"It's also possible that decentralizing government functions will decentralize corruption," explains IFPRI's Birner. Poor people may be no better off under a corrupt local government than under a corrupt centralized one. Corruption is often more visible, however, at the local level, she points out. People see, for example, who can suddenly afford a big house. Therefore, decentralization may increase the possibilities for fighting corruption. “

Monday, June 04, 2007

Red-haired family

forced to move
"A Newcastle family claim they have been forced from two homes by thugs who have targeted them over their ginger hair.
Kevin and Barbara Chapman say they and their four children, aged between 10 and 13, have endured years of taunts, smashed windows and violence.

They said they moved from Walker to Newbiggin Hall to try to escape the bullying, and then again to Kenton Bar.

Son Kevin, 11, said he was recently punched in a street attack. Newcastle Council is "discussing the situation".

Mr Chapman, 49, said his 10-year-old daughter Ryelle and sons Daniel, 10, and Jordan, 13, have also been badly affected.

He said each time the family received abuse they moved home.

The family also say they have endured their homes being daubed in graffiti."

We had similar experiences in Australia durng late 80 and early 90's; called 'black dogs' , 'go back to your country' on the streets and 'black c..ts' written in front of our house. Some academics advised how to remove the graffitti. We moved house.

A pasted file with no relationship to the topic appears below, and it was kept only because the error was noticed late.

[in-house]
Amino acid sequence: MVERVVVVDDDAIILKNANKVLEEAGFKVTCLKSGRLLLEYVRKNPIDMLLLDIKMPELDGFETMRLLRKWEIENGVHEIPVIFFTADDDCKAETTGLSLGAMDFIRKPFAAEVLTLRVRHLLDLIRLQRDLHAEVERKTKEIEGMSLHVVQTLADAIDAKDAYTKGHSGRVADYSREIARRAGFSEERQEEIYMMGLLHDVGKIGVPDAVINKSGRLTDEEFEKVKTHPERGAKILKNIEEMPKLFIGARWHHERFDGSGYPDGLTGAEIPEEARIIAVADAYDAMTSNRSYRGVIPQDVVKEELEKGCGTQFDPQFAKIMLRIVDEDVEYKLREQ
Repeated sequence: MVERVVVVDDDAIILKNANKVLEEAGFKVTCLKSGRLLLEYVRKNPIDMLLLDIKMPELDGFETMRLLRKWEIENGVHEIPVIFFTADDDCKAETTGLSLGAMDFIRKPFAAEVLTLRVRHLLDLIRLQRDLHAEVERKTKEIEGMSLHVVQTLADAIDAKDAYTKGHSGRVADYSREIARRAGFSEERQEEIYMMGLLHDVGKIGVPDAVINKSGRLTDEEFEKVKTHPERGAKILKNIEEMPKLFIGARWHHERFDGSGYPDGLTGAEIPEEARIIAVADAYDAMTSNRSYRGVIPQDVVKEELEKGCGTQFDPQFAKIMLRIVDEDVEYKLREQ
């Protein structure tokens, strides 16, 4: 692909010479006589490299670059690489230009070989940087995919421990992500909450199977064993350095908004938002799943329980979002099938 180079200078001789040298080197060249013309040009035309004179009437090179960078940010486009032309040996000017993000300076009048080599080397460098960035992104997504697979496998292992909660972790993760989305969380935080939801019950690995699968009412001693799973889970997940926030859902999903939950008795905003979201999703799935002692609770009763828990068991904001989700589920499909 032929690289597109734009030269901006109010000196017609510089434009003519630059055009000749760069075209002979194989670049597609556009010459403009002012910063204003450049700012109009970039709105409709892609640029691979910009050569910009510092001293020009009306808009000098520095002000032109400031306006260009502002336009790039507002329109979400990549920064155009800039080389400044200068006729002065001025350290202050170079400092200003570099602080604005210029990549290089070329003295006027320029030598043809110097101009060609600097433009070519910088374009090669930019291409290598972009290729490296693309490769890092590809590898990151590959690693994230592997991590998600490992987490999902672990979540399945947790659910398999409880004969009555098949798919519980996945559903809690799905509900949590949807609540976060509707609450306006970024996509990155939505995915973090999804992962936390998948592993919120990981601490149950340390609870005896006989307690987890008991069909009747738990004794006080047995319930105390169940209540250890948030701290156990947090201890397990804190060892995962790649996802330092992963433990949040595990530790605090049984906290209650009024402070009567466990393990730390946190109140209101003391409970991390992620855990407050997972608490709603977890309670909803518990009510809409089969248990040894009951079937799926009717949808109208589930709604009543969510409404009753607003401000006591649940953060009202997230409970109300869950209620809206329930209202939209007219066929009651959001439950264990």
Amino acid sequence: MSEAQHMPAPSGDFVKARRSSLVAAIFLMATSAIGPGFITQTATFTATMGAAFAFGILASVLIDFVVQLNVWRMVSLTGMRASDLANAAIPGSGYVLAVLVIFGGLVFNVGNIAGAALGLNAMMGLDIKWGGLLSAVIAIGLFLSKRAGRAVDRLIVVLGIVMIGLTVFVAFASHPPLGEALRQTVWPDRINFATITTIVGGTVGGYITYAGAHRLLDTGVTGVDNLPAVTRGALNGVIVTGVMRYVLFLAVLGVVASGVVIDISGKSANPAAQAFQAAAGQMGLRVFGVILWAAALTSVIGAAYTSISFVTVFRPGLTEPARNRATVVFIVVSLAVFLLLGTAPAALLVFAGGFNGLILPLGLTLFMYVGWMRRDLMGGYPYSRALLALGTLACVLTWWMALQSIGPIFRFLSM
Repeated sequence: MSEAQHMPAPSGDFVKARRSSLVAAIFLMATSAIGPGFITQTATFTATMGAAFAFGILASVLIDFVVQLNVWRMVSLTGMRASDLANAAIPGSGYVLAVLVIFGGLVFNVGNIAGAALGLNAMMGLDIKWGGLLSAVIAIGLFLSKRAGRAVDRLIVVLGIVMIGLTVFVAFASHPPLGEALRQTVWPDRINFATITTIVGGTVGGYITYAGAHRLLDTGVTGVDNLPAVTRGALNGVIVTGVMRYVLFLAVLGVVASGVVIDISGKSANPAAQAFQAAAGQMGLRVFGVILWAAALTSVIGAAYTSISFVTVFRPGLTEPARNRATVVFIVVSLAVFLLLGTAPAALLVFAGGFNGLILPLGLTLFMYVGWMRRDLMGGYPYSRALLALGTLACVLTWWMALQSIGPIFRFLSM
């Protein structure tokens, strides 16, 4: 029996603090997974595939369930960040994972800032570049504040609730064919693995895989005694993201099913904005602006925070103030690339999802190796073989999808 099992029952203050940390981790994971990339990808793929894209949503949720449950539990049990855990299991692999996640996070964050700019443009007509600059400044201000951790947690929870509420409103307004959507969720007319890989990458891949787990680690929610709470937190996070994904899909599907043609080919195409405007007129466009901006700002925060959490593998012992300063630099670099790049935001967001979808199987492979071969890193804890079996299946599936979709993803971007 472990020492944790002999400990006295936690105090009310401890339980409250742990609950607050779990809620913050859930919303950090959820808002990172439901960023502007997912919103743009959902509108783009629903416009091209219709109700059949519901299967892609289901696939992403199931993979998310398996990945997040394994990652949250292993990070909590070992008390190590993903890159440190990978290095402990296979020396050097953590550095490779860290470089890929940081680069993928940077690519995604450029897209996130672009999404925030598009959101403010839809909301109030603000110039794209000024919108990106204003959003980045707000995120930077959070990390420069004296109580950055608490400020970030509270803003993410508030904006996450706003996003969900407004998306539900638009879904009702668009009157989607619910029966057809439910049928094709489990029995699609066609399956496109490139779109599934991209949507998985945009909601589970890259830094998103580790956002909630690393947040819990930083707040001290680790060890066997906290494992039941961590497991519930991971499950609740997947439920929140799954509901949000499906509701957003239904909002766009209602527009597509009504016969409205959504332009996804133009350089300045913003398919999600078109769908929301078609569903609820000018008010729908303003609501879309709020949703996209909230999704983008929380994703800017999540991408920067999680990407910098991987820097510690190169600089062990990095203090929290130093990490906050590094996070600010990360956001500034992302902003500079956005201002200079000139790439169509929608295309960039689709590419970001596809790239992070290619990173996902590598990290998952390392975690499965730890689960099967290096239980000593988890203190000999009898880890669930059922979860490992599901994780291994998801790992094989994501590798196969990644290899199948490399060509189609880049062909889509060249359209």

Annie Zaidi

continues to write prose poems 'as lyrical as a curl of smoke'. Enjoy

Sunday, June 03, 2007

Two dimensional political compass

instead of just left and right, recommended by Dani Rodrik is here:
My co-ordinates are (-4.25,-4.92); they seem to be fairly close to those of Dalai Lama.

Glenn Davis Stone's recent paper

"The birth and death of traditional knowledge: paradoxical effects of biotechnolgy in India" is now available at his site:
Some of the paper covers the same ground as his earlier paper "Agricultural Deskilling and the Spread of Genetically Modified Cotton in Warangal." Current Anthropology 48:67-103; but the new material is about the Gujarat experience in BT cotton. Both papers are discussed by Andrew Leonard in